After a brief stretch, I head down to retrieve the live specimens. Jellyfish. The species Turritopsis nutricula. Who would have thought that this tiniest of marine invertebrates was the key to finding a cure and saving millions of lives? The irony of life is what my colleagues use to argue the existence of God or some higher power. I’ve been convinced otherwise. A violent sound of thunder shakes me. I go back to the window and look out only to find that the moon is no longer there.

The next morning I leave the lab for the first time in three days. I step outside to discover a vast carpet of snow covering the entire campus. A silent snowfall must have crept down during the night. So itll be a white Christmas after all, I think to myself. The drive is quiet and long, but falling asleep at the wheel a couple of times makes it seem shorter. Luckily, there was’t too much traffic on the highway and the snow ploughs had made the roads nice and clear.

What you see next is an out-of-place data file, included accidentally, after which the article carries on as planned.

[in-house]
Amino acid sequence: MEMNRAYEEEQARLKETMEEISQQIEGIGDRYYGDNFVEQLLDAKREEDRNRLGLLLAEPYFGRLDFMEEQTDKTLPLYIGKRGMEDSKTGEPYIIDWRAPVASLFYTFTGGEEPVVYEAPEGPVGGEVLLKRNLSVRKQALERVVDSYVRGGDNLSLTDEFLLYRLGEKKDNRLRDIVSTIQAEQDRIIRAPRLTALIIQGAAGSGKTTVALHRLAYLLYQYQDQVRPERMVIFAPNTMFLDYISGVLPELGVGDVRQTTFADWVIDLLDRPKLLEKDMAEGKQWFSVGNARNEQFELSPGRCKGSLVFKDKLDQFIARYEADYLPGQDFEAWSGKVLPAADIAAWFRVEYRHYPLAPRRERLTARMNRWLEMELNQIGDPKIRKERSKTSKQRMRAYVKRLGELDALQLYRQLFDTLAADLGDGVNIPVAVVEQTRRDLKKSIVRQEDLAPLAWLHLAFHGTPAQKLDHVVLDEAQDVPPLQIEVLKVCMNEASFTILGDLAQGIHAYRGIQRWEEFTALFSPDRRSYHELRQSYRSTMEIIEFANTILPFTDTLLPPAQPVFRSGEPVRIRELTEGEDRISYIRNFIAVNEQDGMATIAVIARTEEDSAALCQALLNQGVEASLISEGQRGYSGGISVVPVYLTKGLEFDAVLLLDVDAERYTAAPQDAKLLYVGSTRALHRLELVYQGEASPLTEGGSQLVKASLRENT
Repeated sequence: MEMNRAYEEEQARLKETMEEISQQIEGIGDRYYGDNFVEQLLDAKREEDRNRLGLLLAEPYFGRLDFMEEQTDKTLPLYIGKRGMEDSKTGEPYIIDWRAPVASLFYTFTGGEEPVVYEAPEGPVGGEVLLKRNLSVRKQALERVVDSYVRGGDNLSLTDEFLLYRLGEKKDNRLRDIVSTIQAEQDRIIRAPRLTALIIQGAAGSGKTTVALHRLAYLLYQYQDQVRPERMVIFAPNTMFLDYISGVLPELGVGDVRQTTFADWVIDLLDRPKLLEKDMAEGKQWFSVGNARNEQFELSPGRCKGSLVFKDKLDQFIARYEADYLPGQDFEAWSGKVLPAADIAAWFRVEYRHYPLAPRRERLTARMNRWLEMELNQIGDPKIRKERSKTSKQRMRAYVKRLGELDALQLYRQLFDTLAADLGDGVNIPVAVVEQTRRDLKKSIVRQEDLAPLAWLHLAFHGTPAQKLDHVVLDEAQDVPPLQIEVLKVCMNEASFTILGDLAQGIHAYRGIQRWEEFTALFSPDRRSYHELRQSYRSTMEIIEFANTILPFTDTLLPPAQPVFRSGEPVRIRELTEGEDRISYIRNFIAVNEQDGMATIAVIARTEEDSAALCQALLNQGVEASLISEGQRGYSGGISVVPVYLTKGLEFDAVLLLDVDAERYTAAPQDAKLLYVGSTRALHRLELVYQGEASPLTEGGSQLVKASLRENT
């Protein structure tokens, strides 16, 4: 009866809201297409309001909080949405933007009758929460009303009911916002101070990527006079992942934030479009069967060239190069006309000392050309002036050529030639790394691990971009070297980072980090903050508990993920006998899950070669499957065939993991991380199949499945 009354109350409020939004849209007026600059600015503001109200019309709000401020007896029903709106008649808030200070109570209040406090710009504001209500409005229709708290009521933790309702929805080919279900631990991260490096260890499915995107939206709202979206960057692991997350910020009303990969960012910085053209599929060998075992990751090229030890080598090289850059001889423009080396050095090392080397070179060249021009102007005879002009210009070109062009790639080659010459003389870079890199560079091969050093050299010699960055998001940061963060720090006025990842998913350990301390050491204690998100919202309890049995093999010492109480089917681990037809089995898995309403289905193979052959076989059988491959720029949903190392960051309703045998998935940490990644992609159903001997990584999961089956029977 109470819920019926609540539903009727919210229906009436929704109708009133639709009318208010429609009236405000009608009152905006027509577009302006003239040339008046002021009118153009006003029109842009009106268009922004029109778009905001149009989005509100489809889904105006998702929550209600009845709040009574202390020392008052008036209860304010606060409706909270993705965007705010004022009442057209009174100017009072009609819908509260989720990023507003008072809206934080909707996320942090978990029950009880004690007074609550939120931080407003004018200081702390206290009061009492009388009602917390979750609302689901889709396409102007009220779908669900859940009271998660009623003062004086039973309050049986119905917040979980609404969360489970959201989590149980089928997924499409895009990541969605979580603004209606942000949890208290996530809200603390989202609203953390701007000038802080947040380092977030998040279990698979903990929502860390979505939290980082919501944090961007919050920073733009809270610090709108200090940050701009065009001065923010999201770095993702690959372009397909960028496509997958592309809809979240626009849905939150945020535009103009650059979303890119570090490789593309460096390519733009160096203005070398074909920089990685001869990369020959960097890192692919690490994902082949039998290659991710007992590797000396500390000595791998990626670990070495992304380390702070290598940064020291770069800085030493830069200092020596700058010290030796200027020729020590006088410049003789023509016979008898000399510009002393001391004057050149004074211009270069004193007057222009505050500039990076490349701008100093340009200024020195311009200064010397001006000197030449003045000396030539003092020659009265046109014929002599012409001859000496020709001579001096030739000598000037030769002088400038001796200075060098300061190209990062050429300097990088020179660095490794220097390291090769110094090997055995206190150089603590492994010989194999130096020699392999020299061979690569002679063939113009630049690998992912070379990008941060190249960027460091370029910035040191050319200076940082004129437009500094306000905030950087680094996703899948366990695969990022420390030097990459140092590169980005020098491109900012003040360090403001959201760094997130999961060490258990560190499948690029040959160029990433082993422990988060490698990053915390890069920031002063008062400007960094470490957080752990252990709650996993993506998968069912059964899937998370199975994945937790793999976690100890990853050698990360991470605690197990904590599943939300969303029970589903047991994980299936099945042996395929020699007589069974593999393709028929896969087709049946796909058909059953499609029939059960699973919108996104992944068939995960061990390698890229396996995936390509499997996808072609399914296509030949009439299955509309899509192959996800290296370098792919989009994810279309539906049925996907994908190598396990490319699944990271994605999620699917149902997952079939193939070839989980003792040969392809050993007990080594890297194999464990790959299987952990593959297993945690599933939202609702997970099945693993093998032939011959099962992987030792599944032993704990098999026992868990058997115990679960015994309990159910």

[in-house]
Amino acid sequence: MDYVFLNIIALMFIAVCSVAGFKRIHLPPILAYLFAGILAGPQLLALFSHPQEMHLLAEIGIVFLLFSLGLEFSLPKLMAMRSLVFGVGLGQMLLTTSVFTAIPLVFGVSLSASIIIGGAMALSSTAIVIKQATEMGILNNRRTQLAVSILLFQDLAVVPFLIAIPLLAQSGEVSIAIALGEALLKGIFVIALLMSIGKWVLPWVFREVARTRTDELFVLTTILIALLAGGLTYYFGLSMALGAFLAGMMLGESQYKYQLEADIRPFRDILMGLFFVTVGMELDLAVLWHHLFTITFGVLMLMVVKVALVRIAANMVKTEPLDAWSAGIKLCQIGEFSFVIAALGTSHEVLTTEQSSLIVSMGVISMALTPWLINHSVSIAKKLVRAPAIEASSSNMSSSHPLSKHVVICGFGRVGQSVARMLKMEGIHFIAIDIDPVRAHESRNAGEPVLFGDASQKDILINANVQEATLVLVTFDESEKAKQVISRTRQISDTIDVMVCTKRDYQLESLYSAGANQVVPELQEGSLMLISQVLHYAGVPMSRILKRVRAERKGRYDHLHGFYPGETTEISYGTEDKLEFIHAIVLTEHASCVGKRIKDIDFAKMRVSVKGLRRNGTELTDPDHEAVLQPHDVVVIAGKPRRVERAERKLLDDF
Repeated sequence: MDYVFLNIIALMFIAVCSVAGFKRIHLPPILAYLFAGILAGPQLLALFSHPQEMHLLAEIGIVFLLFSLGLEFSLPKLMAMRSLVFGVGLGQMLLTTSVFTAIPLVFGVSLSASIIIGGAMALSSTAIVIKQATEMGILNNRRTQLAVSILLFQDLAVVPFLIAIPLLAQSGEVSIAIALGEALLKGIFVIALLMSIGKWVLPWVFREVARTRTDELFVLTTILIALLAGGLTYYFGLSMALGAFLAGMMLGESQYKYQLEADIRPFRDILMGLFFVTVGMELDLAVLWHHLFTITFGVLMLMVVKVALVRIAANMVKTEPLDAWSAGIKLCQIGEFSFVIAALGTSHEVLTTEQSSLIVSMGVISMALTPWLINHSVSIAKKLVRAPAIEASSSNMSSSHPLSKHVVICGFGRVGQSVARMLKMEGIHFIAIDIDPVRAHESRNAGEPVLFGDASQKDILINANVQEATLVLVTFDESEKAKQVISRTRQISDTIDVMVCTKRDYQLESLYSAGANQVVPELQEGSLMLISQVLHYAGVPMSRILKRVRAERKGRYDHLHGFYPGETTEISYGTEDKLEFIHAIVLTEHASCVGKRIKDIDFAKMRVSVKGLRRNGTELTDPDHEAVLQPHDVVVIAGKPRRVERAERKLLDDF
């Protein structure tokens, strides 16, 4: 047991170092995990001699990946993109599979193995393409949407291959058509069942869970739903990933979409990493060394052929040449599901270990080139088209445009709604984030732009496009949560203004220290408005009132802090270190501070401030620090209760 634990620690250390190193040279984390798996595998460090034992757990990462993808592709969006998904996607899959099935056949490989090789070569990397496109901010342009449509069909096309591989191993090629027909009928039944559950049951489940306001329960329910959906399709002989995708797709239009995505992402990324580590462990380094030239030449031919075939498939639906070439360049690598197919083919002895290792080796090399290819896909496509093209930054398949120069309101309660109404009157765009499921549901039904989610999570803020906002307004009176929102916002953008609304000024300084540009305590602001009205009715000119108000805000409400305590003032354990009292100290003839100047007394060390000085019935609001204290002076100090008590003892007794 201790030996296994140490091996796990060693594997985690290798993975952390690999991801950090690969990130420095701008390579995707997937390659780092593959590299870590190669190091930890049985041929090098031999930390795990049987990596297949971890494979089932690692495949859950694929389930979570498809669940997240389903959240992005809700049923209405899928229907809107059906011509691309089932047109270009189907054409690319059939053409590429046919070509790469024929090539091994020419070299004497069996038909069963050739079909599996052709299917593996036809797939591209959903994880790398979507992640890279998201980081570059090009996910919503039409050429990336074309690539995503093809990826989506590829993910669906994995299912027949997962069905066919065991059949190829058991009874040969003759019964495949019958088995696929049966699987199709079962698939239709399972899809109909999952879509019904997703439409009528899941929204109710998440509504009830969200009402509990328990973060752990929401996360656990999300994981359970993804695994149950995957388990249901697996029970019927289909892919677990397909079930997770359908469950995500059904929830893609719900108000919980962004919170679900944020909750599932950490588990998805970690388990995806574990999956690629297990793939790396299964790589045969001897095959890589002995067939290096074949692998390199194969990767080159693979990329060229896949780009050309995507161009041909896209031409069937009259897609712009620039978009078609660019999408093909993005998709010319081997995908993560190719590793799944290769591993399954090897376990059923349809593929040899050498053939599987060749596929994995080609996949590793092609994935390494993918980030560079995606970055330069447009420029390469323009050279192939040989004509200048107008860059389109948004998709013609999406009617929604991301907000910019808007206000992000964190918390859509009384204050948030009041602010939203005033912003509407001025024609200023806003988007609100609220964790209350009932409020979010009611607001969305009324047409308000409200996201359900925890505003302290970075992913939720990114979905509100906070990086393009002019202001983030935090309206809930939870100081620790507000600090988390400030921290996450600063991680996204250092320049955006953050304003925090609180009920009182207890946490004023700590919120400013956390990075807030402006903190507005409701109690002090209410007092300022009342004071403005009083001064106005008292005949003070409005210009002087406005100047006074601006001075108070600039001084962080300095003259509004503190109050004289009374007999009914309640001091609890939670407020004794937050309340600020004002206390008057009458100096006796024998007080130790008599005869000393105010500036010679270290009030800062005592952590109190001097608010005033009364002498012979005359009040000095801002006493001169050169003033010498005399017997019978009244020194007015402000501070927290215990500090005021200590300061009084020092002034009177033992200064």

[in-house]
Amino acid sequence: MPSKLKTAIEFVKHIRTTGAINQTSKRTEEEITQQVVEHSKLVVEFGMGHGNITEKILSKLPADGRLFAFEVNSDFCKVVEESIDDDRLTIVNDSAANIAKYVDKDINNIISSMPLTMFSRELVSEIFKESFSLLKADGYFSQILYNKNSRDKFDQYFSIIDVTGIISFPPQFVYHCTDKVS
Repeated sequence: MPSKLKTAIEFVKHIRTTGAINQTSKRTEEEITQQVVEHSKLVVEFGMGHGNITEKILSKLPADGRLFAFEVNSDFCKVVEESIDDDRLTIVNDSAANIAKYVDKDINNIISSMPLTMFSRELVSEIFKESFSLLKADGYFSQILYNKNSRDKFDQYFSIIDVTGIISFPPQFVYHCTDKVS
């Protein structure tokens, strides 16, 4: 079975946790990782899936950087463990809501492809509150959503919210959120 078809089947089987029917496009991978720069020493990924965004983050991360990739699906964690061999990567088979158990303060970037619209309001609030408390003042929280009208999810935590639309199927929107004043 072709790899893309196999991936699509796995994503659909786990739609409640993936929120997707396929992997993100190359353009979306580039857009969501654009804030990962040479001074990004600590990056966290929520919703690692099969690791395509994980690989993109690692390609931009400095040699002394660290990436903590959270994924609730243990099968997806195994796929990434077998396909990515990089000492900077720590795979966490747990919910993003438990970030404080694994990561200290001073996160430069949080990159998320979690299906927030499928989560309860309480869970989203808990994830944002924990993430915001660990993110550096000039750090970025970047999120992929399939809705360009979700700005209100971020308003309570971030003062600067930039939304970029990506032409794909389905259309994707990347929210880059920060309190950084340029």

I slowly drive through a neighbourhood admiring the Christmas lights that adorn the homes I pass, imagining how brilliant they must look at night. Soon I arrive at the house, and as I look upon its own decorations, I chuckle at Stephanie’s sad attempt to compete with the others. Even her Jewish neighbours have more impressive decorations somehow. Two cars are parked in the drive way as I pull up, so I leave my BMW at the side of the road just outside the house. I stand by the front steps, reluctant to go inside. After what seems like ages, I finally muster up the courage to ring the doorbell. I hear footsteps coming towards the door before it opens. The familiar smell and warmth of home are the first to greet me. The second is Timothy, my ex-wife’s husband. “Hey,” he answers in his tenor voice. “Glad you can finally make it.” I walk into the spacious foyer and remove my coat, letting it hang on my forearm. “Any progress?” he asks slightly looking down at me with his arms crossed.

“Of course,” I answer. “Progress is my job.”

He nods his head silently.

“How’s your book coming along?” I ask.

“I’m done.”

“Ah,” I reply. “So is this your fifth one?”

“Sixth,” he answers.

“Oh.”  I silently nod my head as I look away.